With the lingering snow and then the overnight rain, the ground has become super saturated with many standing pools of water throughout the City. The gage height at Beehunter Ditch hit 7.42 feet earlier this morning too. The ditch, which runs along 12th Street, ultimately drains water from the City of Linton into the Goosepond area. It has now returned to a depth of about six feet, which is still well above “normal’ but within its usual borders now.
Historically, between 4-5 feet is a more typical height reading of the U.S. Geological Survey (USGS) measuring device, which is located just east of the intersection at Highway 54 East and 12th Street, has reported over the passed few years. The streamgage was installed by the USGS to monitor the waterflow just a few years ago.
In addition to monitoring the Beehunter Ditch, the USGS also has monitoring devices in two other locations in Greene County. The other two sites are located in Doans and Newberry, measuring the Doans Creek and White River, respectively.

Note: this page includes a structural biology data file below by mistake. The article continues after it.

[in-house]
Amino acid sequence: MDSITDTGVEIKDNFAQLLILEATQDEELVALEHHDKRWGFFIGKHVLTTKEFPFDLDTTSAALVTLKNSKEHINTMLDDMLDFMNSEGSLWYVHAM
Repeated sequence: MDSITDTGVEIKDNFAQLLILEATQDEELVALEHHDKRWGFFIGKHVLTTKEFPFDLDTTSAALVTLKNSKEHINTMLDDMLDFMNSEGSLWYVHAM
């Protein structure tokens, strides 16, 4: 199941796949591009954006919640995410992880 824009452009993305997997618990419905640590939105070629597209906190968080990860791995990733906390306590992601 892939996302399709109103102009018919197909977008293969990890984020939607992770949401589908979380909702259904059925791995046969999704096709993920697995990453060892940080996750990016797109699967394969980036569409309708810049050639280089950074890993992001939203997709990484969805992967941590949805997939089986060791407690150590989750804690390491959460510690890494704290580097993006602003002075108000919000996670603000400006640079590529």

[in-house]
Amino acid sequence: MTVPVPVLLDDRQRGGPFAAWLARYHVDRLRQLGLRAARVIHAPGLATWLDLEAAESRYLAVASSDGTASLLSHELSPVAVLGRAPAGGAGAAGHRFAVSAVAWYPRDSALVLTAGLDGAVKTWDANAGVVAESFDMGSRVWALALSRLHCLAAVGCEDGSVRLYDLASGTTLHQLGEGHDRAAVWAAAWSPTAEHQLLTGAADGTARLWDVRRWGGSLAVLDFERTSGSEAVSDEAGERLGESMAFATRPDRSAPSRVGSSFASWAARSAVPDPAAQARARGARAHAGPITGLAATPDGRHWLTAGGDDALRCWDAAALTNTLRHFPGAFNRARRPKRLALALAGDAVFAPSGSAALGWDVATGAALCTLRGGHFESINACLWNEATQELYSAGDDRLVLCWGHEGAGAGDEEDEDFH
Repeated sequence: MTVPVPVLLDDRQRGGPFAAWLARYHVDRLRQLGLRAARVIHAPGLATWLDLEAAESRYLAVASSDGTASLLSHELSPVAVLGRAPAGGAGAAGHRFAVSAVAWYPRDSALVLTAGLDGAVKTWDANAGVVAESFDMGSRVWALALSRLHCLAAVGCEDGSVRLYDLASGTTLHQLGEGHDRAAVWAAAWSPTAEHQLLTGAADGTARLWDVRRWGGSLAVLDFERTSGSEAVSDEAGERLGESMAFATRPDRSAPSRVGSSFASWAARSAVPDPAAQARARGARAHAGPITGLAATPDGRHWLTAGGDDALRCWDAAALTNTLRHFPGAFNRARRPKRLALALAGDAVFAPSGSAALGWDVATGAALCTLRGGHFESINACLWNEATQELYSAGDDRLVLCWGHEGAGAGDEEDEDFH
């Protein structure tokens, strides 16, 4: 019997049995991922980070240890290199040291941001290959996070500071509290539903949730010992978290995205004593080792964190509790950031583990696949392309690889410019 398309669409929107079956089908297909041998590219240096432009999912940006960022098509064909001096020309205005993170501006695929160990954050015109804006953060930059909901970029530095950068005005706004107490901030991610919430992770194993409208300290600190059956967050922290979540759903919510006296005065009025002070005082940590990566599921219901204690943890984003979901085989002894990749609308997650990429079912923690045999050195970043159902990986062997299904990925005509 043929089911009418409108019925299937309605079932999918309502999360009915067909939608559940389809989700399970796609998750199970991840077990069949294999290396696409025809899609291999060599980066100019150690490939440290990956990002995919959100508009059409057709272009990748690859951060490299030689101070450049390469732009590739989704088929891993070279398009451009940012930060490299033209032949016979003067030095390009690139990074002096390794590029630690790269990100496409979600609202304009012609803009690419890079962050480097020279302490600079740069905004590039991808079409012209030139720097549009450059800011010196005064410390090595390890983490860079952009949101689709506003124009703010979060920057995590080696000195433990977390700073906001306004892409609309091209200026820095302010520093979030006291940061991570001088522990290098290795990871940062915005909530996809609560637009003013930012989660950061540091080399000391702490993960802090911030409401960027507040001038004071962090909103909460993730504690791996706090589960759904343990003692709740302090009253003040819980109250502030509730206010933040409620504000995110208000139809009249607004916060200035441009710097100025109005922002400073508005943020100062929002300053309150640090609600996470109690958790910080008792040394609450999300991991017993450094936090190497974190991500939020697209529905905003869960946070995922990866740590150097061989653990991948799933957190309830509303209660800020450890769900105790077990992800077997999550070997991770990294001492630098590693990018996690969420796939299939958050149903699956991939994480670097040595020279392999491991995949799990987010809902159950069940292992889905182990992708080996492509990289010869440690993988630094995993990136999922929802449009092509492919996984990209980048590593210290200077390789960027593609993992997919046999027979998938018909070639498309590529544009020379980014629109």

The USGS is the science agency for the Department of the Interior, and it describes itself as “the Nation’s largest water, earth, and biological science and civilian mapping agency.” The USGS’s mission is to collect, monitor, and analyze natural resource conditions, issues, and problems, it states on its website.
The National Weather Service has issued a flood warning for the White River at Elliston from Monday to Saturday morning, as water continues to drain into the river from northern locations. Flood stage is 18.0 feet, and the forecast is for minor flooding from tomorrow morning to 21.3 feet Wednesday morning. This crest compares to a previous crest of 21.2 feet on April 22nd, 2015.
At Newberry, the National Weather Service is forecasting minor flooding, too, from later tonight to late Friday night. The river is expected to rise above flood stage late tonight to a crest of 16.0 feet Tuesday evening. It is expected to fall below flood stage early Friday afternoon.